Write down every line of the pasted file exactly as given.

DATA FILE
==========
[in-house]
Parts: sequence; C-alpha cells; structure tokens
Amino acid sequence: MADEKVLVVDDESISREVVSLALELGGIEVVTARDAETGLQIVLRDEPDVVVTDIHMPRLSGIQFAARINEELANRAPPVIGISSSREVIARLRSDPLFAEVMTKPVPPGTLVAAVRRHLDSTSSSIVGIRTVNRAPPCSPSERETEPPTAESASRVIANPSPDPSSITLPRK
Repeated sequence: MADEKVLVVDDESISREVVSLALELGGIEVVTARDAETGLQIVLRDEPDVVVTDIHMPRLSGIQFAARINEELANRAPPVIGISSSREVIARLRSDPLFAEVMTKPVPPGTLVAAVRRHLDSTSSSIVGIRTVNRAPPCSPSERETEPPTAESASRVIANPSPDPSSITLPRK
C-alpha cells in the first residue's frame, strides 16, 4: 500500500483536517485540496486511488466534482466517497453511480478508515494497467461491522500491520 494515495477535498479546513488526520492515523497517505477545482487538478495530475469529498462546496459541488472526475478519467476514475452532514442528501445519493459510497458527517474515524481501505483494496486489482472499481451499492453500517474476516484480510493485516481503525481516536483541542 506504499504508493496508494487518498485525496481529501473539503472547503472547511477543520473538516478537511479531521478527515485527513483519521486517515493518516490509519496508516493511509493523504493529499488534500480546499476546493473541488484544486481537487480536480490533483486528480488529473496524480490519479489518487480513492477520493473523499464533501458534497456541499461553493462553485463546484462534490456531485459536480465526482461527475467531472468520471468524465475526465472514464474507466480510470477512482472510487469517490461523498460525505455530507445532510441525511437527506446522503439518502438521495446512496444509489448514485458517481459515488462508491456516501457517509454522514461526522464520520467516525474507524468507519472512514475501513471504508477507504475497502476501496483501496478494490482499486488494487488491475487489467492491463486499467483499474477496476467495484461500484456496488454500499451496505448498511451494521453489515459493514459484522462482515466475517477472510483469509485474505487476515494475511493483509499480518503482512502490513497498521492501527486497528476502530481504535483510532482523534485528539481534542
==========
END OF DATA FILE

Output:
[in-house]
Parts: sequence; C-alpha cells; structure tokens
Amino acid sequence: MADEKVLVVDDESISREVVSLALELGGIEVVTARDAETGLQIVLRDEPDVVVTDIHMPRLSGIQFAARINEELANRAPPVIGISSSREVIARLRSDPLFAEVMTKPVPPGTLVAAVRRHLDSTSSSIVGIRTVNRAPPCSPSERETEPPTAESASRVIANPSPDPSSITLPRK
Repeated sequence: MADEKVLVVDDESISREVVSLALELGGIEVVTARDAETGLQIVLRDEPDVVVTDIHMPRLSGIQFAARINEELANRAPPVIGISSSREVIARLRSDPLFAEVMTKPVPPGTLVAAVRRHLDSTSSSIVGIRTVNRAPPCSPSERETEPPTAESASRVIANPSPDPSSITLPRK
C-alpha cells in the first residue's frame, strides 16, 4: 500500500483536517485540496486511488466534482466517497453511480478508515494497467461491522500491520 494515495477535498479546513488526520492515523497517505477545482487538478495530475469529498462546496459541488472526475478519467476514475452532514442528501445519493459510497458527517474515524481501505483494496486489482472499481451499492453500517474476516484480510493485516481503525481516536483541542 506504499504508493496508494487518498485525496481529501473539503472547503472547511477543520473538516478537511479531521478527515485527513483519521486517515493518516490509519496508516493511509493523504493529499488534500480546499476546493473541488484544486481537487480536480490533483486528480488529473496524480490519479489518487480513492477520493473523499464533501458534497456541499461553493462553485463546484462534490456531485459536480465526482461527475467531472468520471468524465475526465472514464474507466480510470477512482472510487469517490461523498460525505455530507445532510441525511437527506446522503439518502438521495446512496444509489448514485458517481459515488462508491456516501457517509454522514461526522464520520467516525474507524468507519472512514475501513471504508477507504475497502476501496483501496478494490482499486488494487488491475487489467492491463486499467483499474477496476467495484461500484456496488454500499451496505448498511451494521453489515459493514459484522462482515466475517477472510483469509485474505487476515494475511493483509499480518503482512502490513497498521492501527486497528476502530481504535483510532482523534485528539481534542